Road leads to Augusta for Moore

It has been a long road for Justin Moore, but the wait has paid off.


Moore has been named one of the break-out country artists for 2009, and he's hitting the stage tomorrow during the kick-off concert for The Augusta Chronicle 's birthday bash.

His self-titled debut album includes the No. 1 hit Small Town USA , plus Backwoods , How I Got to Be This Way and Back That Thing Up .

The 26-year-old isn't a newcomer to Augusta. He has performed in the city three times.

"There's a few spots across the country that you really remember. A handful of spots that you kind of seem to show up in more, and that's one of them. So we're looking forward to coming back," Moore said last week as he was on the road in West Palm Beach, Fla., with the Brad Paisley tour. He'll be traveling with the tour for the rest of year.

Moore has been singing since childhood, but he never thought about pursuing a career in music until his father suggested it.

"I started playing music my senior year in high school and ended up falling in love with it. I've been very, very blessed in the last couple of years that I have a lot of people around me that care about my career," Moore said.

After high school, he joined his uncle's Southern rock band and moved to Nashville, Tenn., in 2002. He began looking for songs at publishing companies to help him land a record deal, but he wasn't getting the material he wanted. So, he decided to write his own.

AT ABOUT 20 years old, Moore met a young producer, Jeremy Stover, who became his producer and introduced him to respected industry executive Scott Borchetta, who was preparing to launch a new music company, The Valory Music Co. Borchetta told Moore that he would give him a record deal if he could be patient with him.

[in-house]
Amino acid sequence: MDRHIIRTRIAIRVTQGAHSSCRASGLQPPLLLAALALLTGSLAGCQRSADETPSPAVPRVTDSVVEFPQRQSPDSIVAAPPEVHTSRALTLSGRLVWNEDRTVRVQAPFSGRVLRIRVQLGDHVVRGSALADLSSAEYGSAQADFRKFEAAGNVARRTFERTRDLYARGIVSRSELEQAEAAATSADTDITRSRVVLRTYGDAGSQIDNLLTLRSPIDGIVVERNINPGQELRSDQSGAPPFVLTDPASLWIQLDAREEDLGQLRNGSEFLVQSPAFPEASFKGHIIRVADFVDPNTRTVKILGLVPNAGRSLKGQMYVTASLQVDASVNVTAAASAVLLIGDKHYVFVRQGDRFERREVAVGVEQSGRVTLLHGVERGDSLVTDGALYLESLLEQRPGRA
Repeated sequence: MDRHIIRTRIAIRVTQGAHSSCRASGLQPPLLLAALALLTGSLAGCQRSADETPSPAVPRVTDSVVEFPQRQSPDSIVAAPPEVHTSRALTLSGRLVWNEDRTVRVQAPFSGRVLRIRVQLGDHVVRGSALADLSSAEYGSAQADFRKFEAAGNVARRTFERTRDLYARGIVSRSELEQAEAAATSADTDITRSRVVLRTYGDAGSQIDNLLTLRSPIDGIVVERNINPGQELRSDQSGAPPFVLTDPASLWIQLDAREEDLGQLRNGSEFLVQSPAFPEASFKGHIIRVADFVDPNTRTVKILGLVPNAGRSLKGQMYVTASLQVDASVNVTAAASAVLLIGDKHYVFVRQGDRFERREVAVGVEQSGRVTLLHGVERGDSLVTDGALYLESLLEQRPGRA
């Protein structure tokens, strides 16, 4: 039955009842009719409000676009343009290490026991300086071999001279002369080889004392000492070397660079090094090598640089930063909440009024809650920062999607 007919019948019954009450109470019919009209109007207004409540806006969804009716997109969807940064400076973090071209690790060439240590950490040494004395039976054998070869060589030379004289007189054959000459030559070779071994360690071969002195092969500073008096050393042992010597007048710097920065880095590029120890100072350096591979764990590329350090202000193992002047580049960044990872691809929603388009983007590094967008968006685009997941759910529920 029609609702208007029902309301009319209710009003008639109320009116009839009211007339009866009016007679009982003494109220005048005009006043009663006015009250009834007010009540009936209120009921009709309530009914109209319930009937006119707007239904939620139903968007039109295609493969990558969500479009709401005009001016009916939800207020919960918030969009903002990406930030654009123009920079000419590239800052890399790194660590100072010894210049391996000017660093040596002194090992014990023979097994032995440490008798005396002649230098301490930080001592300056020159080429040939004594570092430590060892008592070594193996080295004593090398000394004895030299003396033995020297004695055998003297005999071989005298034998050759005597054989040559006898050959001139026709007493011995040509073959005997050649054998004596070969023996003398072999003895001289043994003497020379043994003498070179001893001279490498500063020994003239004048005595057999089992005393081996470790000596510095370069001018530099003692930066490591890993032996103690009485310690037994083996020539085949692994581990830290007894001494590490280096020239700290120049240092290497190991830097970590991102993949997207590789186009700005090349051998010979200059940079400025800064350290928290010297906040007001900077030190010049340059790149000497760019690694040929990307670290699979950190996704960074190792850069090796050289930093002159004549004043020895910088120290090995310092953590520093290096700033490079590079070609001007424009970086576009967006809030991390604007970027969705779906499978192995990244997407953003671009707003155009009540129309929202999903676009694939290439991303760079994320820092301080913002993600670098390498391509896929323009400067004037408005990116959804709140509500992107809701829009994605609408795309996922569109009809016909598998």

It took four or five years for everything to fall into place, but Moore said it was worth the wait. Now he's among the ranks of artists such as Reba McEntire and Jewel on the company's label.

"In this business, in Nashville in particular, you generally only get one shot. I thought if I could get one shot at this, I wanted to take it with him. Honestly, it's been the smartest decision I've ever made in my life," Moore said.

Moore wrote nine of the 10 songs on his debut album. It's unusual for a new artist to have so much creative control, he said. One of the most exciting moments of his career has been performing at the Grand Ole Opry, where he played his favorite song from the album, Grandpa , while his grandfather listened backstage.

It's surreal to think how far he has come, Moore said.

"It feels incredible. Where I come from, this kind of thing is unattainable. For us to have enjoyed the success we have over the past two years has kind of been mind boggling to me," Moore said.

MOORE GREW UP in the small town of Poyen, Ark., which inspired his No. 1 hit song. His music is a cross between country and Southern rock music.

"I grew up listening to country because that was all there was around there and it was describing how I was growing up. The songs were written about me, so I thought. That's why I gravitated towards it," he said.

Moore is a husband and father now, so fans can expect songs that reflect this new phase of his life.

"I had a daughter, and that changes you. My writing has obviously changed. It's done like me and grown up a little bit. I'm pretty excited about that," he said.

You're invited

Join The Augusta Chronicle for its three-day birthday celebration:



- Jessye Norman Amphitheater, gates open at 6 p.m.

- Opening acts include Pat Blanchard and Brandon McGuiness

- Purchase $15 tickets at the News Building, 725 Broad St., The Columbia County News-Times, 4272 Washington Road in Evans or online at

- Some proceeds will benefit Easter Seals of East Georgia



- 10 a.m. to 2 p.m.

- Free admission and entertainment with games, activities and giveaways

- Food and drinks for sale by local vendors

- Tours led by Historic Augusta

- Stage schedule (bring your own lounge chairs):

10 a.m.: Tara Scheyer & the Muddy Puppy Band

11 a.m.: 48 Volt

Noon: Karen Gordon & Garden City Jazz

1 p.m.: Great Day in the Morning



- 5:35 p.m.; kids eat free

- Tickets are available at

- For more information, call (706) 364-6400.